If only a few small plants are present, they can be pulled, dug, cut, or mowed fairly easily. Pulling or digging of small plants is most effective if done following a rain and fairly easy since the plants are shallow rooted. Cutting and mowing is most effective when initiated in early summer when food reserves are at their lowest. In order to achieve control, pulling or digging must be done so that essentially every root is removed. While this is perhaps impossible, if it is repeated frequently, small honeysuckle shrubs can ultimately be eliminated once food reserves are exhausted.
The key to this type of control method is to be vigilant. Mechanical control alone is usually not a completely effective method of controlling medium to large bush honeysuckle shrubs. Simply cutting the shrub off at the base will cause prolific sprouting and increase the number of stems.
An effective strategy for controlling mature bush honeysuckle will deaden both the above ground portion and the root system, which eliminates the potential for sprouting. This can be achieved most effectively through the use of herbicides. When honeysuckle infestations are so dense that access to the area is limited, landowners may elect to use some mechanical means of removing large plants and a large number of plants. Whether using a skid steer, tractor, or some other piece of equipment to pull the plant out of the ground, realize that some follow-up treatments will be needed.
Care needs to be taken that any damage to the residual forest stand is minimal, and a follow-up application of a foliar herbicide should be applied when the remaining honeysuckle roots begin to sprout see Table 1 for foliar herbicide options. Also, be cautious of the timing of removal. These types of removals may best be done when the ground is frozen or at a minimum when the ground is not wet.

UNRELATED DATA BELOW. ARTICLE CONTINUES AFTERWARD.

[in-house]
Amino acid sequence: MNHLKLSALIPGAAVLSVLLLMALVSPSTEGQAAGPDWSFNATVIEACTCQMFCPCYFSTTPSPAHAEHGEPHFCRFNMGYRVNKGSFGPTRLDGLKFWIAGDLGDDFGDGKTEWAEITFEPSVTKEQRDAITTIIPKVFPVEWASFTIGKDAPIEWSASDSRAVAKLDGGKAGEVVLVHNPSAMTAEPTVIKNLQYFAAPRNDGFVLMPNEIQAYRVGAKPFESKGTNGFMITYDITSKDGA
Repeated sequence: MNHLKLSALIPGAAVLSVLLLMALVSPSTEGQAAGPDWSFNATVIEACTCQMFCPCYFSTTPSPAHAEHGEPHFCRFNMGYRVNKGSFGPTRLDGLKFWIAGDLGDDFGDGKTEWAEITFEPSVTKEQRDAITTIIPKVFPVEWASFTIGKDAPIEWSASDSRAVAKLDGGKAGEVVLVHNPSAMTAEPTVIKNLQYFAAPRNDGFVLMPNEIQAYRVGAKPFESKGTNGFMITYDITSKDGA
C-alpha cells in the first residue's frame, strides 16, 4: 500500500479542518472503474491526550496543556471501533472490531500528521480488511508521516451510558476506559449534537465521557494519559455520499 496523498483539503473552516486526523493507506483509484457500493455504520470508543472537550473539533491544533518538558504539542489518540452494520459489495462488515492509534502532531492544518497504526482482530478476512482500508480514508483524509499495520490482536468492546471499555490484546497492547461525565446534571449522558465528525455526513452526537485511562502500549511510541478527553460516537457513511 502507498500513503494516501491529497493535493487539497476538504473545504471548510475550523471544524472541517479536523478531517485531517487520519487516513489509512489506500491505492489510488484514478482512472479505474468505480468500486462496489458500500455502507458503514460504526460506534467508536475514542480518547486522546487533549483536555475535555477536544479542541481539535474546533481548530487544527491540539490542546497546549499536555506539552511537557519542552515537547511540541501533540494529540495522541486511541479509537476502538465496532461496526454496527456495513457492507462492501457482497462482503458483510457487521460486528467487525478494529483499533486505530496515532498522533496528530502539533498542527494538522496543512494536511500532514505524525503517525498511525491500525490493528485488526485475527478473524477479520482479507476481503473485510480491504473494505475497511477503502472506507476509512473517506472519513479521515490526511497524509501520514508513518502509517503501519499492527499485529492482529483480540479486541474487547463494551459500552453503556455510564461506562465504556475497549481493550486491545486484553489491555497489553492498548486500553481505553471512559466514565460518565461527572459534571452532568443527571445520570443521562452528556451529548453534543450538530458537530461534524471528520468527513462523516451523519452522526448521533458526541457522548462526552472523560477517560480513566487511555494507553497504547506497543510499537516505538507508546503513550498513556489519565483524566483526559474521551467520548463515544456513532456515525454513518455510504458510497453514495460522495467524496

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Removing vast amounts of plants may result in large areas of disturbed soil and care should be taken to minimize any erosion and compaction potential created when the plants are removed. Foliar spraying is a method of control in which diluted herbicide is sprayed directly on the leaves of the targeted plants. This can be a very effective method of controlling honeysuckle but should only be used when the target plants are within easy reach of the sprayer.
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Spraying directed at less accessible plants can damage or kill valuable non-target plants through herbicide drift or overspray. In addition, care needs to be taken to ensure that herbicides are sprayed to wet the foliage but not to the point of runoff. Bush honeysuckle leaves remain green and active late into fall mid to late October when most native plant species have gone dormant. Foliar applications of some herbicides can be used at this time with little or no impact to non-target species especially after the first hard frost in the fall.